Vickery, V., 2015. 'Beyond painting, beyond landscape: working beyond the frame to unsettle representations of landscape'. GeoHumanities, 1(2), pp.321-344.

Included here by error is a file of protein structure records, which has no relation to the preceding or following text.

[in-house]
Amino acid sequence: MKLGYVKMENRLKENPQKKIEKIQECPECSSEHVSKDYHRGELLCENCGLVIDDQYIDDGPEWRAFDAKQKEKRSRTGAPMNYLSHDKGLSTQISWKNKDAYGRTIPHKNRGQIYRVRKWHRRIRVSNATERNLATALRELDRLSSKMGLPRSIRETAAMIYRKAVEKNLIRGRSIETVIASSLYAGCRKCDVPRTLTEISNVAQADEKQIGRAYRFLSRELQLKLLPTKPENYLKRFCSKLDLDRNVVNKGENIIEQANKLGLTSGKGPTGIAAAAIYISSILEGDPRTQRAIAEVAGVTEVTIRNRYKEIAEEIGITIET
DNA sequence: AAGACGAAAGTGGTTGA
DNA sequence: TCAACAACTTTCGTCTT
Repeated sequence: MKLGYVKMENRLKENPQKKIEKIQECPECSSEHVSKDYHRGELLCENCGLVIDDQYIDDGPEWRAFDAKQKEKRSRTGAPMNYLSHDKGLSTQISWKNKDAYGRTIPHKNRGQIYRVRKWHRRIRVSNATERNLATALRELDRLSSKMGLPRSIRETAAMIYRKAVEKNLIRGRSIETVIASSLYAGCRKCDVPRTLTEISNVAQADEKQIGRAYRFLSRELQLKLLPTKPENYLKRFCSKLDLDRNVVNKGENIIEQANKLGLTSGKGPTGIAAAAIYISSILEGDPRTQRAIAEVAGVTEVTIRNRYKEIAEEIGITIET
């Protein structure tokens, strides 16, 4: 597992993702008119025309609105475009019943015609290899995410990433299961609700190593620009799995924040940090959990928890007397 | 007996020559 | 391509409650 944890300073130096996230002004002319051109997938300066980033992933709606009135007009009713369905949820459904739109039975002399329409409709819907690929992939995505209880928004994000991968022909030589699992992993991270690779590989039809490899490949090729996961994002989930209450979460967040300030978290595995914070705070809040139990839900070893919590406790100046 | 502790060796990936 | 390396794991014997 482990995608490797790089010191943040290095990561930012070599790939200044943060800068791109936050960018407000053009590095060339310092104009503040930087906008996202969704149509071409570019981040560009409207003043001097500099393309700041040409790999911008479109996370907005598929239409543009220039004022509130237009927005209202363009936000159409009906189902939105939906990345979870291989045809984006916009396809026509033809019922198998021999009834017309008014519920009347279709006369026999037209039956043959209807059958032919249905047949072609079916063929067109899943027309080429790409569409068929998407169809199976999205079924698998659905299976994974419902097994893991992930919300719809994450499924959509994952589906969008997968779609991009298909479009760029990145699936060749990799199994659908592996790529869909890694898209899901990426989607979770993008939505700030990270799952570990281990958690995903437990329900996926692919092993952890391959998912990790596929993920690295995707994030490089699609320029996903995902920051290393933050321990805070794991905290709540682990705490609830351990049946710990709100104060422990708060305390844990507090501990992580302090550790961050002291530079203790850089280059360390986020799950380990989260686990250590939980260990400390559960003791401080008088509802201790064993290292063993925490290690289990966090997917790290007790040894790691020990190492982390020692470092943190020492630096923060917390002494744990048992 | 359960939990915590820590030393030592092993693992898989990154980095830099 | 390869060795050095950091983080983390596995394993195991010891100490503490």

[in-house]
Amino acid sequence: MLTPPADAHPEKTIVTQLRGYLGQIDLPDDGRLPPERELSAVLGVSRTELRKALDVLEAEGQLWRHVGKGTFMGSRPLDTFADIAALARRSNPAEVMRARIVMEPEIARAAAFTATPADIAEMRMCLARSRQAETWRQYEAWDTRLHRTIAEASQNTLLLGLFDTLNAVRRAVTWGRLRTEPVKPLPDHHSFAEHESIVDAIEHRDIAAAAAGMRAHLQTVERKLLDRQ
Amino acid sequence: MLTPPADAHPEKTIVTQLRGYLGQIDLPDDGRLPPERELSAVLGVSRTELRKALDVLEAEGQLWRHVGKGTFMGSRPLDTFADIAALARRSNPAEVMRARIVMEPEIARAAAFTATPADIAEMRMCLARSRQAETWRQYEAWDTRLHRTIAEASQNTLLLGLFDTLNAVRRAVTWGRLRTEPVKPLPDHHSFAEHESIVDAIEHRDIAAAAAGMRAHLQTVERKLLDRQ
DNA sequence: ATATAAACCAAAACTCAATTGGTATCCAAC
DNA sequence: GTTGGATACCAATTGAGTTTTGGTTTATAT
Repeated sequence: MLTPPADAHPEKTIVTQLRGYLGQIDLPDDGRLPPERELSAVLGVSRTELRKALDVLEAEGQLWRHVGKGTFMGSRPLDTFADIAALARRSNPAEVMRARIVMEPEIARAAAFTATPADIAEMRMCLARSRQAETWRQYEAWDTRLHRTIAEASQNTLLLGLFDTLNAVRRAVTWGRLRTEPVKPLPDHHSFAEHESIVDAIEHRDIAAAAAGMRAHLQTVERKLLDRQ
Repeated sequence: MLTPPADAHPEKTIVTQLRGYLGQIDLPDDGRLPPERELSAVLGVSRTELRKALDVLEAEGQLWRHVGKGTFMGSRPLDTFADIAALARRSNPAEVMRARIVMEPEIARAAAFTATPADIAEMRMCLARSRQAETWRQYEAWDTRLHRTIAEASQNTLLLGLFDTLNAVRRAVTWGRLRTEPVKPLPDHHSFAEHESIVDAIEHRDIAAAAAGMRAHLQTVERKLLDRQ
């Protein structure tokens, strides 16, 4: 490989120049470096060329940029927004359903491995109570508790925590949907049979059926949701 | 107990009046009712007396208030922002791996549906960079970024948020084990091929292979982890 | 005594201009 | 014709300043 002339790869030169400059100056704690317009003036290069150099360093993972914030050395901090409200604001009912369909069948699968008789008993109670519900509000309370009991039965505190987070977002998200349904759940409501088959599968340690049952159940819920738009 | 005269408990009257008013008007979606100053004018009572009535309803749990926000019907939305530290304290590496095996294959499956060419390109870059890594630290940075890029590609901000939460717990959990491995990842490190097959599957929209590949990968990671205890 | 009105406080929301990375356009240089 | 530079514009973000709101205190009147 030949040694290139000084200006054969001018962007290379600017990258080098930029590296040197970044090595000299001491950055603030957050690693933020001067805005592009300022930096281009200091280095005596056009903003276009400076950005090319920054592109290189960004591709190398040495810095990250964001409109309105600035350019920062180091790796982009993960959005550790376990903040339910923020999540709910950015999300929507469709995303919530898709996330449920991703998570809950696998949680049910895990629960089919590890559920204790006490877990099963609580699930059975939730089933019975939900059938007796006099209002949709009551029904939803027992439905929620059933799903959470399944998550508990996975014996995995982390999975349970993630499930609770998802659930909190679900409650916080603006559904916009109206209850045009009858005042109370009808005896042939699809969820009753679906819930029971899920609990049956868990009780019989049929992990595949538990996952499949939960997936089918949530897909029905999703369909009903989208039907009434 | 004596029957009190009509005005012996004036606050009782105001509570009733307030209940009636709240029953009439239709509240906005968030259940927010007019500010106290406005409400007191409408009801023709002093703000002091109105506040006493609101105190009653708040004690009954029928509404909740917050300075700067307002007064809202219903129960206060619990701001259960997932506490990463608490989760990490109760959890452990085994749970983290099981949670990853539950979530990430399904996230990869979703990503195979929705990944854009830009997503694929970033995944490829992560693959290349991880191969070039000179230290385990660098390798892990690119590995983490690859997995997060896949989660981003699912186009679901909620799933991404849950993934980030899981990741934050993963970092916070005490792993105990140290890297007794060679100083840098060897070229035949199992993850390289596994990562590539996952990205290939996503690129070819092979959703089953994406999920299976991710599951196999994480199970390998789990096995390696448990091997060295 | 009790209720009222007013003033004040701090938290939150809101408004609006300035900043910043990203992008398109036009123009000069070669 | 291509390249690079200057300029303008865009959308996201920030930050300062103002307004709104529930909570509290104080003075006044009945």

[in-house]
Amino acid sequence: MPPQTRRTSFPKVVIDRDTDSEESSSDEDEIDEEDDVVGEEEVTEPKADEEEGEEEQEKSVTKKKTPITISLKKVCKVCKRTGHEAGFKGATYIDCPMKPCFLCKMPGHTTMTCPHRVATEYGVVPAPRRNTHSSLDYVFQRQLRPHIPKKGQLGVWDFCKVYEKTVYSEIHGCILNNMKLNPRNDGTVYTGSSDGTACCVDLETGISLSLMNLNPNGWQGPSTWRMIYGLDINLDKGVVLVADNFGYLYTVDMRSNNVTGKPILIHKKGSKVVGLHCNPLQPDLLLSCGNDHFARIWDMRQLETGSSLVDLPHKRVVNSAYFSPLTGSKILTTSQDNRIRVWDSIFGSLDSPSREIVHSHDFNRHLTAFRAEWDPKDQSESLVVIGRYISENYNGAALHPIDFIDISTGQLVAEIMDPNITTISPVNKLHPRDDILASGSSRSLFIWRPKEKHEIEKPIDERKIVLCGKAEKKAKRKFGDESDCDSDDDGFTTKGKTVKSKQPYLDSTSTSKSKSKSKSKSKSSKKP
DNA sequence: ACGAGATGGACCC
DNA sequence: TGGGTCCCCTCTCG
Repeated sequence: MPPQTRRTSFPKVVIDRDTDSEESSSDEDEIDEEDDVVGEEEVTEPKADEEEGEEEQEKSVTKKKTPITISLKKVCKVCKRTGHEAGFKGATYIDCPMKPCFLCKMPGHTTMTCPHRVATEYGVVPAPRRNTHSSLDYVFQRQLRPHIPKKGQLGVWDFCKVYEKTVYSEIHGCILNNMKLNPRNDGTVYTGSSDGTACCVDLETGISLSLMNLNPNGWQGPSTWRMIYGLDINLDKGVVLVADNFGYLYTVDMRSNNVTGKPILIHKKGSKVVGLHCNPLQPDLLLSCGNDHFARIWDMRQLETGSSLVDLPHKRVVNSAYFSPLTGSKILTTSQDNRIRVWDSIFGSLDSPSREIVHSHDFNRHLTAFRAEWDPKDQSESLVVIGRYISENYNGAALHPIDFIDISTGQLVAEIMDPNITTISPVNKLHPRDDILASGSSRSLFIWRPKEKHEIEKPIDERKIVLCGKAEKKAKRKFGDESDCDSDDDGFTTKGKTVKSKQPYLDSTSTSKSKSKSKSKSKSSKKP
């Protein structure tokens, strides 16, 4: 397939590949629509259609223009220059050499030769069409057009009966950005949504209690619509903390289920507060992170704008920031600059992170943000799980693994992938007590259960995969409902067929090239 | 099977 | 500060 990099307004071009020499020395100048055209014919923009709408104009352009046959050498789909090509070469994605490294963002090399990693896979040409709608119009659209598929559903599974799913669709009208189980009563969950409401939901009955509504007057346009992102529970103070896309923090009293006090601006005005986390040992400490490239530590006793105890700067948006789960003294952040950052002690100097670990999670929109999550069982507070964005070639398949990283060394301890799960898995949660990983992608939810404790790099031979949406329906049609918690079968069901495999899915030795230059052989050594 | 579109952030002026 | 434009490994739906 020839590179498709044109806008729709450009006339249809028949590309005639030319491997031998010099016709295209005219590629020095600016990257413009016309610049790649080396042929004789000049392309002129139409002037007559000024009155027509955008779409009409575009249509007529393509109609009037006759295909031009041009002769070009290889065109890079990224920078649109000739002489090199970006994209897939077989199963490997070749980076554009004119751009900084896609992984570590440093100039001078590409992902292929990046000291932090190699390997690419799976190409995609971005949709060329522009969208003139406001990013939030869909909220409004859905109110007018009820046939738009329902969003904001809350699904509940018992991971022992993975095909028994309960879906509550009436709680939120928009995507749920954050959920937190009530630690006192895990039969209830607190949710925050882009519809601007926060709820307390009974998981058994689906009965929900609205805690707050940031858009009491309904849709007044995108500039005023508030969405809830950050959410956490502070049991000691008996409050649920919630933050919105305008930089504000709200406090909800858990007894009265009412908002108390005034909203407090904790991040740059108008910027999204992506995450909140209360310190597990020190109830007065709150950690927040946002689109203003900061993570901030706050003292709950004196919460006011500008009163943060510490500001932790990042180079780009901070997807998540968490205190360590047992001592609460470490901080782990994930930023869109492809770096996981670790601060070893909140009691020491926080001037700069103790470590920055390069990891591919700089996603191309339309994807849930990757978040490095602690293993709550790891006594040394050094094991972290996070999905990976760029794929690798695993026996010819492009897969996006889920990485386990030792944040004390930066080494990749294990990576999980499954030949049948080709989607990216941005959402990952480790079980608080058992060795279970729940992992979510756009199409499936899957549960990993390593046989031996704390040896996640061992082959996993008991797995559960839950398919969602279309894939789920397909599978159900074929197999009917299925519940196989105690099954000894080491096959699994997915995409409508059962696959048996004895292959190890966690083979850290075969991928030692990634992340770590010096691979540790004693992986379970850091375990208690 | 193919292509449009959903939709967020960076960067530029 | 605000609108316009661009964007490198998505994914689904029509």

In this article I reflect on an art practice-based project that I have been working on in response to a particular landscape in the far west of Cornwall that was subject to a violent storm and flash flood in 2009. Landscape studies in geographical discourse have a long history of engaging with critiques of representation that focus on the power of the frame to conflate the culturally and politically constructed image of landscape with a substantive material and embodied form of knowing. Parallel developments within art discourse have shifted from a consideration of the form and essence of the art object to thinking about the troubled, uncomfortable operations of images and the generative work that art does. As such, both landscape and image could be described as provisional and generative, involving troubled subjectivities; both could be said to operate through processes of dissemblance, instability, and ambiguity that perform across and between frames. In light of such critiques, how might a visually orientated arts practice (understood in a materialist, embodied, and emergent sense) function amidst the aporetic hauntings and dissonant conditions found in this landscape?
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